It has led to “corrective and preventative actions” being implemented by the contractor, a joint venture between Belgian and Qatari firms, along with safety checks across all stadium sites, the report said.

“These included a review of all working-at-height activities across all SC projects, an enhanced process when reviewing specialist activities within construction sites, and a detailed review of all roof and gantry designs,” the Supreme Committee overseeing stadium projects added.

The British man is the only European working on Qatar stadiums to have died in a country relying on a low-paid migrant workforce from south Asia to prepare for the first World Cup in the Middle East. Six non-work related deaths have been announced by organizers, with most suffering from heart or breathing problems.

Hassan Al Thawadi, the supreme committee’s secretary general, said medical staff are trying to raise awareness of the “importance of healthy lifestyles” by evaluating diets and identifying health issues, including hypertension and diabetes. Cooling helmets have also been developed in an attempt to make it safer for workers on outdoor sites during the searing summer heat.

World Cup preparations have been dogged by concerns about the welfare of workers since the natural gas-rich Gulf nation won the FIFA vote in 2010. Mounting international pressure led to Qatar raising living standards and worker rights. Inspections led to three contractors being blacklisted and 14 entities “demobilized” from projects for failing to tackle welfare issues, the World Cup report reveals.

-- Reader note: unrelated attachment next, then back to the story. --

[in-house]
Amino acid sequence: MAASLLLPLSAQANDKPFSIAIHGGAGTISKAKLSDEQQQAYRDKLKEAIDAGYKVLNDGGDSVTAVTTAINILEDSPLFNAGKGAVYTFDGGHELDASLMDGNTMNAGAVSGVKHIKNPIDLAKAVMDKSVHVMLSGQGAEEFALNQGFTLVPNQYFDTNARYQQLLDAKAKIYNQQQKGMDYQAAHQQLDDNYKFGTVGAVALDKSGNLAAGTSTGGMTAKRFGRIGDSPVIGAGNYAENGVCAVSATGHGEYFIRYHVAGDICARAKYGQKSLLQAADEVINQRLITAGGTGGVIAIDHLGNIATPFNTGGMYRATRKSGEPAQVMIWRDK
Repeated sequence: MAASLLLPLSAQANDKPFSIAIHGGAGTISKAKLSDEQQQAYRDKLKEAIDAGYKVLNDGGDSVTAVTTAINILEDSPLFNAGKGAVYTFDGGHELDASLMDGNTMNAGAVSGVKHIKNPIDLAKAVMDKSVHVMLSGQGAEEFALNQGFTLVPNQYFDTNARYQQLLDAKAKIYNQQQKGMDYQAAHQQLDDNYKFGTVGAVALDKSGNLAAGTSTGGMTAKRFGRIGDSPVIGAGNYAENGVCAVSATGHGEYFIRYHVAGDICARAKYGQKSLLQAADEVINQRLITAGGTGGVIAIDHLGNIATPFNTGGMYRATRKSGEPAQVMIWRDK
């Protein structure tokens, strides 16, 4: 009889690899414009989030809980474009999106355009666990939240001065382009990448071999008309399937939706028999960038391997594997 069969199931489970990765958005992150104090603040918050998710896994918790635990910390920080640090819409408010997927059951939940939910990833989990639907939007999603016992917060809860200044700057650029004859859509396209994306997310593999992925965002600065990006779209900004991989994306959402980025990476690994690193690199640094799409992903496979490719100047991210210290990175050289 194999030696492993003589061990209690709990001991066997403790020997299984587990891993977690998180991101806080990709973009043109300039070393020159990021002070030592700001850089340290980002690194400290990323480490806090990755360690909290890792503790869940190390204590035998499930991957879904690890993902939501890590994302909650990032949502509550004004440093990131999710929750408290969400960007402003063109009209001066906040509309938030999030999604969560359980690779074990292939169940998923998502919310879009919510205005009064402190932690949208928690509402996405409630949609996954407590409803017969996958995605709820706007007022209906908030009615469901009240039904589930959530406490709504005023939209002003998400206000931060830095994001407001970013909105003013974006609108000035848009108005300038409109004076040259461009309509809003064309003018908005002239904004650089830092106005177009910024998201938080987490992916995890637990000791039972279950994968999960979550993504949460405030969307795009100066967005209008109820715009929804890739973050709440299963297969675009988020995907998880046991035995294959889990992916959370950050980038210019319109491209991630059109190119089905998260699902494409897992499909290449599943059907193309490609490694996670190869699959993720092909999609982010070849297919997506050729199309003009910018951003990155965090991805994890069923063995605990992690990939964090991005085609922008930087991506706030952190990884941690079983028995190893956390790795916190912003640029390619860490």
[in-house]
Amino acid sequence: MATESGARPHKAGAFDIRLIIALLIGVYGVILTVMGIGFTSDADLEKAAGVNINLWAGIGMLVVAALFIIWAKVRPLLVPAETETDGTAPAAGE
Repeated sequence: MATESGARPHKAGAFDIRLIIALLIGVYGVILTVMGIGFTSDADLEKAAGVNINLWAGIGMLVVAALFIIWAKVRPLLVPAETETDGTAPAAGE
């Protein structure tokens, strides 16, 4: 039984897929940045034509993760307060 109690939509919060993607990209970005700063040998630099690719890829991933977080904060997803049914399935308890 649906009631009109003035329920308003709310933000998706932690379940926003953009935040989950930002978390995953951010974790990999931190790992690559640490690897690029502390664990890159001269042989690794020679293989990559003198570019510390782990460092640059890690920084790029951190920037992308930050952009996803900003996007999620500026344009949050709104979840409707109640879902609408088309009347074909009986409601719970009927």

“There is still work to be done to ensure our workers’ welfare standards continue to have a tangible impact on the ground and we are comprehensive in our attempts to tackle the myriad of issues facing migrant workers across the SC program,” Khalid Al-Kubaisi, who oversees worker welfare at the Supreme Committee, said in a statement.

The report has been released as Qatar is gripped by a diplomatic crisis that has seen it isolated in the region. Saudi Arabia, the UAE and Bahrain cut ties with Qatar earlier this month and blocked air, sea and land traffic over its support for Islamist groups and ties with Iran. Qatar denies the charges and says the allegations are politically motivated.

Official (finally): Salah completes move from Roma to Liverpool

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It was the summer’s first transfer rumor-turned-real-story-turned-never-ending-saga that seemed to refuse to cross the finish line, but it’s finally come to pass: Mohamed Salah is a Liverpool player.

Salah’s move from Roma to Liverpool took so long to complete that the club’s poor social-media manager probably never wants to read the words “Announce Salah” for the rest of his/her life.

The deal will cost Liverpool something in the neighborhood of $50 million — a new Liverpool club record — and completes the utterly terrifying attacking quartet Jurgen Klopp can’t wait to unleash on the Premier League come August — Salah on one side, Sadio Mane opposite, Philippe Coutinho in the middle, and Roberto Firmino at striker. Salah, by the way, will take over Firmino’s no. 11 shirt, with the Brazilian switching to no. 9.